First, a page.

The original Toy Story was a staple of my childhood. I never fulled embraced Toy Story 2 and can’t remember if I’ve even seen the whole movie from start to finish. I watched Toy Story 3 in my dorm room at school with about six other people – it was a snug fit – and our collective review of it boiled down to one word – morbid.
Additionally, I once had to convince a child that Toy Story and Toy Story 2 were, indeed, movies that existed because he vehemently insisted that Toy Story 3 was the only movie in the series.
That quickly sums up my Toy Story history.
Before I go any further, you should know that I liked this movie. I enjoyed watching it. Just keep that in mind.
Now, I’m not here to retell the plot. I’m just going to pick out certain aspects of the movie and comment on them. If you understand what I’m talking about, great! If not, just enjoy the ride.
The whole time jump thing confused me and I didn’t realize until I was well into the movie that the opening scenes, where Bo was donated, was years ago (the internet says nine years).
Frankly, I am still confused by it. That was nine years ago, but it happened after Toy Story 2 and before Toy Story 3, and now the “real time” of this movie is two years after the toys were given to Bonnie.
I’m good at math, but this is a head-spinner.
For a while, I even thought that Bonnie might be Andy’s daughter, but then I got a good look at her Dad and decided that Andy couldn’t possibly be middle-aged yet.
I didn’t like Forky.
Bonnie is starting Kindergarten and no one sits with her on Orientation Day. She makes a “toy” out of a spork, pipe-cleaners, googly eyes, and a popsicle stick. Basically, the necessities for every craft ever made at school.
Forky comforts her and makes her happy, which is great.
Then, Forky comes to life and is put through his own orientation by none other than Woody. Woody spends a lot of time and energy trying to convince this spork that he is a toy and not trash.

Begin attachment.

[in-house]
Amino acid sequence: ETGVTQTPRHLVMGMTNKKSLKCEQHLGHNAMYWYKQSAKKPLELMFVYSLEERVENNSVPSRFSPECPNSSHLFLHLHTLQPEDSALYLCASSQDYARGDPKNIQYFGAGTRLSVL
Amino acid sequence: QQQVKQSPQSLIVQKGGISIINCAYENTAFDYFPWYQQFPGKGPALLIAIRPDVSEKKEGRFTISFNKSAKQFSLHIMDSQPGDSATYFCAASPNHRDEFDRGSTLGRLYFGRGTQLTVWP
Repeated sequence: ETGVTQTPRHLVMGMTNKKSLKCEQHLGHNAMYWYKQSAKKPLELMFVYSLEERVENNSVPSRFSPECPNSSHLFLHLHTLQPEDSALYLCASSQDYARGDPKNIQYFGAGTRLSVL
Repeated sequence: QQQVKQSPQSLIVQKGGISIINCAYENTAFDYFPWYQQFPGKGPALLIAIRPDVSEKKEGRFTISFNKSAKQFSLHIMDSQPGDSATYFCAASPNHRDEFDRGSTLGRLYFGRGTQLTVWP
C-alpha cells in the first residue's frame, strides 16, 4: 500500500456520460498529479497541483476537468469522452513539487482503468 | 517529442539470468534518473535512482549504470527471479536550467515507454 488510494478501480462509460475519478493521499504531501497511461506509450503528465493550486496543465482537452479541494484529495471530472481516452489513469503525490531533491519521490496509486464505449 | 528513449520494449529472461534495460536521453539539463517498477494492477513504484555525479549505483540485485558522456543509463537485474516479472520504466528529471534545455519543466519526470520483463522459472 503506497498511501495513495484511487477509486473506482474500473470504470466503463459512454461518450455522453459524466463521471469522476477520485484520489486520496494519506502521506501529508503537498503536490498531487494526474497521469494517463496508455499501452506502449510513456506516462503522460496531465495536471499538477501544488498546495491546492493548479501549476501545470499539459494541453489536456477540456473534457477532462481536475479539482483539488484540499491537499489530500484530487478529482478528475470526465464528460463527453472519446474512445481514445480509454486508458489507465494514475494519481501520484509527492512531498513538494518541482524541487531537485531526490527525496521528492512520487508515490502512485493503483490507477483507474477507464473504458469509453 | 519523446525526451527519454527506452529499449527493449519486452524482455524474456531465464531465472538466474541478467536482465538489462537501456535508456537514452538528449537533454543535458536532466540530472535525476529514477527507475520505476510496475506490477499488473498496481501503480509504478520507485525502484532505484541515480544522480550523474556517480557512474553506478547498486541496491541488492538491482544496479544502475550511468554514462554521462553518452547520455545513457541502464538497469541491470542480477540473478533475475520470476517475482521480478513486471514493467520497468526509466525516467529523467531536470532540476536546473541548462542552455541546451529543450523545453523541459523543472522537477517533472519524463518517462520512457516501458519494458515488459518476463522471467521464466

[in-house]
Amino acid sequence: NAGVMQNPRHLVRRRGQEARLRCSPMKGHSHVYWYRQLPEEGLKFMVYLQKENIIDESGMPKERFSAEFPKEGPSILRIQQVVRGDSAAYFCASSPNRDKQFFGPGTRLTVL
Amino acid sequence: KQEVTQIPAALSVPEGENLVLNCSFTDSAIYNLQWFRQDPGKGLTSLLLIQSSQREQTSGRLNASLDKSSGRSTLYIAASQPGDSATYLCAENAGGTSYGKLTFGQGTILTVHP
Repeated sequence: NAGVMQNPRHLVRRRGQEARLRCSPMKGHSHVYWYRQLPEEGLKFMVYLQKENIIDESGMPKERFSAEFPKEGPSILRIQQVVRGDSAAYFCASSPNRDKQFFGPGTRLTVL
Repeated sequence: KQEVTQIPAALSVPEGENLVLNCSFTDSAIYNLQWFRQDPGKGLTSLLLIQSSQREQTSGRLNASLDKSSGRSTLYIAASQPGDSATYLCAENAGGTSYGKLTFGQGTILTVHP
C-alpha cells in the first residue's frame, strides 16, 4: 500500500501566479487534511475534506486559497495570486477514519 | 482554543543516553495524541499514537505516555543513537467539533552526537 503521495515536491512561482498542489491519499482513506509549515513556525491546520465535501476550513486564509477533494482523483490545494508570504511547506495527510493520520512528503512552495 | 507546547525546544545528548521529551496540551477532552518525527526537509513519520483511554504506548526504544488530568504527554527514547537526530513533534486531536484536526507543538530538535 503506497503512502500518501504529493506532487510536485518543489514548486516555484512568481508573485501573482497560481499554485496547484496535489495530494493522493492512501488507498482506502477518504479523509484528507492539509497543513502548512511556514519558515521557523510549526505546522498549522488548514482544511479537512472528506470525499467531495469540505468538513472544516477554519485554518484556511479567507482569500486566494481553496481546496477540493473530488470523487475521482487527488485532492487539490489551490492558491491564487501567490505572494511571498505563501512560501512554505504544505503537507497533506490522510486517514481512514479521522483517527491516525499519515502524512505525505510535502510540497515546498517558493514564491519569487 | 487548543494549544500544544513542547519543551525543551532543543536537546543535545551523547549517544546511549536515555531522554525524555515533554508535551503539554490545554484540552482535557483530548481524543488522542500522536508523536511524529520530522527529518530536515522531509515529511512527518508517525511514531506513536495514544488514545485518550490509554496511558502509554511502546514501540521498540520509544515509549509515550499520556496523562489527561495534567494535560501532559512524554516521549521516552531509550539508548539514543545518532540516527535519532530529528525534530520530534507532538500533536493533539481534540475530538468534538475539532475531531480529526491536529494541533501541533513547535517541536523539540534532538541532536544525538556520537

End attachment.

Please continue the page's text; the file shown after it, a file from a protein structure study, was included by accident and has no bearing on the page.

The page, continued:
The character arc with Forky was all fine and well. To me, though, the character almost felt like a slap in the face to what Toy Story is. It felt like the movie knew it was in its last week of school before graduating, so they stopped caring about anything and created a ridiculous character to whom they gave a featured role.
I don’t know. It just felt like the movie was laughing at me.
Like, “HA! We know that no matter what story we tell, you’re going to sit there and watch it because we hooked you with nostalgia at a young age, so here’s a spork!”
If this was the last Toy Story movie (I’m never convinced any movie series is over), then it would’ve been nice to see the familiar cast of toys in a more prominent role than being stuck on an RV the whole time.
Sure, we got Woody, Buzz, and Bo Peep. Everyone else felt like a cameo, though. I didn’t like that. I wanted one last hurrah with the characters that made this movie series so iconic.
Gabby Gabby is the main antagonist of the movie because all children’s movies need one! She is a pull-string doll that has been sitting in an Antique Shop for a very long time because she has a defective voice box.
Darn that manufacturer!
She longs to have a kid of her own, but is always left on the shelf because of her defect. It’s sad, really.
The entire store is her playground and the other toys are afraid of her. She employs creepy-looking ventriloquist dummies, who like a bunch of Jimmy Neutrons dressed up as Peewee Herman for Halloween, as her henchmen.
When she sees Woody and Forky stumble into her lair, she sees it as an opportunity to kidnap Forky and take Woody’s voice box from him.
By the end of the movie, she has extracted Woody’s voice box and swapped it with her own. What in the world!? And I thought the last movie was morbid.
When she is once again rejected by the store owner’s granddaughter, Harmony, Woody feels bad for her and decides to invite her along, so she can live with Bonnie.